The patriotic execution of the 500 represents some sort of high-water mark for unreconstructed Italian motorcycles. Other Italian motorcycles shamelessly employ bits and pieces from Germany, Japan and even the United States, but not the Morini 500. Nearly every component once lived in a parts bin somewhere in Italy. The wheels and brakes come from Grimeca. The pipes are made by LaFranconi. Pirelli provides the tires. The endless chain is from Regina. Verlucci supplies the grips and throttle. Paioli makes the steering damper. The suspension comes from Marzocchi. And the list continues.

This scrupulously Italian tossed salad does have unpleasant side effects, however. The Veglia speedometer is mounted on the right side instead of the left and ours wouldn't read past 80 mph no matter how hard I twisted the throttle. The Veglia electronic tachometer seemed just about as reliable. The Regina chain stretched like pasta. The CEV turn signals didn't exactly wink—they squinted. Though rocker switches were provided for the lights and turn signals, I found myself spastically fumbling with them because they were located too close together and didn't operate with precision.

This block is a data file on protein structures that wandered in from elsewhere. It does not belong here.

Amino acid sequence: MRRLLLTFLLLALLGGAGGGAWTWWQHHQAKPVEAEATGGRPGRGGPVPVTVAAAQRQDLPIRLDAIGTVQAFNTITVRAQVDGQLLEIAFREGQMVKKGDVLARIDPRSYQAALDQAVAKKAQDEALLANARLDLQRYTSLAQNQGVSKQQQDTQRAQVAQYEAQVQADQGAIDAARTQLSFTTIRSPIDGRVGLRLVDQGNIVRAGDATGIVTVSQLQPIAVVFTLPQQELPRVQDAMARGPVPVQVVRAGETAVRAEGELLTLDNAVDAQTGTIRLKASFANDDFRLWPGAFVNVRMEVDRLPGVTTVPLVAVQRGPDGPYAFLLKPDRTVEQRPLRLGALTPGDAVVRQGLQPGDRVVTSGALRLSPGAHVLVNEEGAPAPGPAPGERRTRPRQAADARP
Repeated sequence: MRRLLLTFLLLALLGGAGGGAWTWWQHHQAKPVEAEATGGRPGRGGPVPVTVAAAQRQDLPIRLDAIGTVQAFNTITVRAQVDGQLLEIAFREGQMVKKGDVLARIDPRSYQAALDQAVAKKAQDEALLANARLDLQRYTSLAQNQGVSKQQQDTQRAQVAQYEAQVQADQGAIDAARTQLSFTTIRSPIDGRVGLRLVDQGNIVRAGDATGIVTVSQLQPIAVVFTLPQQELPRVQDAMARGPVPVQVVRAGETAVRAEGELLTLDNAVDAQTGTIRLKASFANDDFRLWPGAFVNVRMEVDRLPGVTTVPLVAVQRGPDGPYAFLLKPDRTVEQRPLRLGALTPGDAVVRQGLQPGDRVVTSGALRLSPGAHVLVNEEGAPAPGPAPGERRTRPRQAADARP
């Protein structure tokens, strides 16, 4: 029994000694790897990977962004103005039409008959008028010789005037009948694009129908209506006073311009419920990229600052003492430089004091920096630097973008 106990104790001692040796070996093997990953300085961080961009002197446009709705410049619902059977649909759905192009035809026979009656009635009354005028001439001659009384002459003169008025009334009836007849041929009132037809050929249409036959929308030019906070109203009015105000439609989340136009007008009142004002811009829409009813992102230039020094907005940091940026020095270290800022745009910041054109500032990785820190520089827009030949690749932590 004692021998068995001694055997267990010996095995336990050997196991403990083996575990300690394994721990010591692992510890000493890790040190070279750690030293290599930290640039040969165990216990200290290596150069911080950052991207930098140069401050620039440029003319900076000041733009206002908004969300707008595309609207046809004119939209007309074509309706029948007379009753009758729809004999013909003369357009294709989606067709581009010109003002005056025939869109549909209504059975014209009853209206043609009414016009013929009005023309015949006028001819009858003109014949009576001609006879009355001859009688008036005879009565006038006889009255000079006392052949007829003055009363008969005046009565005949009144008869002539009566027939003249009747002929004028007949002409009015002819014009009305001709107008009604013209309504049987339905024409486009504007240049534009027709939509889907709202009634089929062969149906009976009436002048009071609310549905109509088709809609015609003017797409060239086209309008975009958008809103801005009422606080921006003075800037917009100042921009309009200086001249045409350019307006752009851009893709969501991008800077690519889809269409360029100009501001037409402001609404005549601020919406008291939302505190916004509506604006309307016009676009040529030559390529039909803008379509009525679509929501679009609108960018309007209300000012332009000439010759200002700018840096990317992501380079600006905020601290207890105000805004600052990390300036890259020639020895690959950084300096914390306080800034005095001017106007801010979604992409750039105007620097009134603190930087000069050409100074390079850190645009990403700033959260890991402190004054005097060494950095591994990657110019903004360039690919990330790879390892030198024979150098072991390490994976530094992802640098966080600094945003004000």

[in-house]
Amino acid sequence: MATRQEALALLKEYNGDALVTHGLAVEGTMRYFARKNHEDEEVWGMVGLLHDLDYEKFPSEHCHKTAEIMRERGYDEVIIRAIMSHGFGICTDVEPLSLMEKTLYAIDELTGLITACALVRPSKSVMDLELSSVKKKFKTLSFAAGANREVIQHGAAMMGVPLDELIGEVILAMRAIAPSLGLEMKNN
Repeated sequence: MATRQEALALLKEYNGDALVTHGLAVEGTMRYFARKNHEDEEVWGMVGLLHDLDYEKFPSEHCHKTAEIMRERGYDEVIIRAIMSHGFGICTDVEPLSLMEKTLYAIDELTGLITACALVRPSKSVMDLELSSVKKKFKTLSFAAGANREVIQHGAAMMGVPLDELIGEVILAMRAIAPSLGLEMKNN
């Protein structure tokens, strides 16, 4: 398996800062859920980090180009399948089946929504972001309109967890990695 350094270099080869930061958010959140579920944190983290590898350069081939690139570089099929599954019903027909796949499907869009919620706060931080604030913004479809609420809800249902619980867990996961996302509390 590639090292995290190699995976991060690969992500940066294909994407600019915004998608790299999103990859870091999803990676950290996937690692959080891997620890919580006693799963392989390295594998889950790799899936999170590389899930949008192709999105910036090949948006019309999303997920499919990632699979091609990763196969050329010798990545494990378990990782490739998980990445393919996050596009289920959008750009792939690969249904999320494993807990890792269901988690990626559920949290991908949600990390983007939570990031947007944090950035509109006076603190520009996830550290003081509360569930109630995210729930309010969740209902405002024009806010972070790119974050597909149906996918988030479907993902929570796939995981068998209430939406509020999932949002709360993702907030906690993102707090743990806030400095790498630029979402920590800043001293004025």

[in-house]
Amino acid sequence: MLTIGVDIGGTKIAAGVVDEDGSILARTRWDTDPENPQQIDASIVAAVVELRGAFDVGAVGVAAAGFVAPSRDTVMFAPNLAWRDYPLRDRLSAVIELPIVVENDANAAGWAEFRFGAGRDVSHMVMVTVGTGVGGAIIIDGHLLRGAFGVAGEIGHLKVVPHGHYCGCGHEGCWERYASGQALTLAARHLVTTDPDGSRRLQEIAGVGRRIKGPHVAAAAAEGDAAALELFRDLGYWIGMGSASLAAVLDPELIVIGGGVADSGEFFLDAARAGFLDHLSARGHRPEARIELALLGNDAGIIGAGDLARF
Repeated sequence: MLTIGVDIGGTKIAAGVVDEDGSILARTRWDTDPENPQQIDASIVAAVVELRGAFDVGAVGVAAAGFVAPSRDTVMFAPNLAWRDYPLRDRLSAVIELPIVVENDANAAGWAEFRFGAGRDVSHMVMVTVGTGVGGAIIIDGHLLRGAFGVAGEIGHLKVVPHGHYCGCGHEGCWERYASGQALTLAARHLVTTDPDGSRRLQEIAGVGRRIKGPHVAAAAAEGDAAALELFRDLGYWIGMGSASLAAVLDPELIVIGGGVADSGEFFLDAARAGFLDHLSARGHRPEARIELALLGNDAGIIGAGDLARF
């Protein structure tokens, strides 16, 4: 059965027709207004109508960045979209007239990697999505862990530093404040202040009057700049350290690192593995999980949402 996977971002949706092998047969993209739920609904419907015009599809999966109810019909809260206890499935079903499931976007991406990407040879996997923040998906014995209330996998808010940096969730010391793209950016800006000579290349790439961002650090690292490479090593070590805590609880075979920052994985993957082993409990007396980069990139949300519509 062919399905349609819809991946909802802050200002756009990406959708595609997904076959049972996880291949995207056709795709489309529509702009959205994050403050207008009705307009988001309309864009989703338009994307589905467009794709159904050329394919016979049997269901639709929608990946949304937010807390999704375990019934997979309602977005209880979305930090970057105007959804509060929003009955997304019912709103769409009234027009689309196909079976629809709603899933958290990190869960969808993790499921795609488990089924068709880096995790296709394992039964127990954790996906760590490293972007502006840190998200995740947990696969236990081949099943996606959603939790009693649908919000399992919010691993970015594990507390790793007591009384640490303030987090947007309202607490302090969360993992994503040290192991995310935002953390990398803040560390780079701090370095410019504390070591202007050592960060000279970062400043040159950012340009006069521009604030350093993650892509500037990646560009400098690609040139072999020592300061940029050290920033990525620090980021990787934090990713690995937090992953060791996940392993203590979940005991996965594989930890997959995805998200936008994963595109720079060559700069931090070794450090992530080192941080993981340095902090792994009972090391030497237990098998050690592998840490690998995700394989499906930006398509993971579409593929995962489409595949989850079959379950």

Still, it's difficult to take such grousing about two-bit hardware seriously once you settle behind the low, European-style touring bars.

A small aberration to the Morini's riding position, however, is that the footpegs are located so far forward that my knees rattled against my elbows. A 100mile ride in this awkWard posture didn't tire my legs, but a particularly sensitive portion of my rear end ended up carrying all my weight. And it doesn't relish the bumps transmitted through the soft but thinly padded seat.

To ride the Morini at the speeds of which it's capable, you should first scrawl the word "finesse" across your forehead. This little reminder will help accustom you to a street bike that effortlessly answers your every command. If you should keep too taut a hand on the 500's reins, you'll find yourself turning into corners far too soon and exploring the exciting world of mailboxes and other roadside hazards. Calm yourself. When you're ready to lean, so is the Morini. Go as quickly as you dare. Braking is optional, and enough cornering clearance exists to drag the gas cap if you care for such thrills.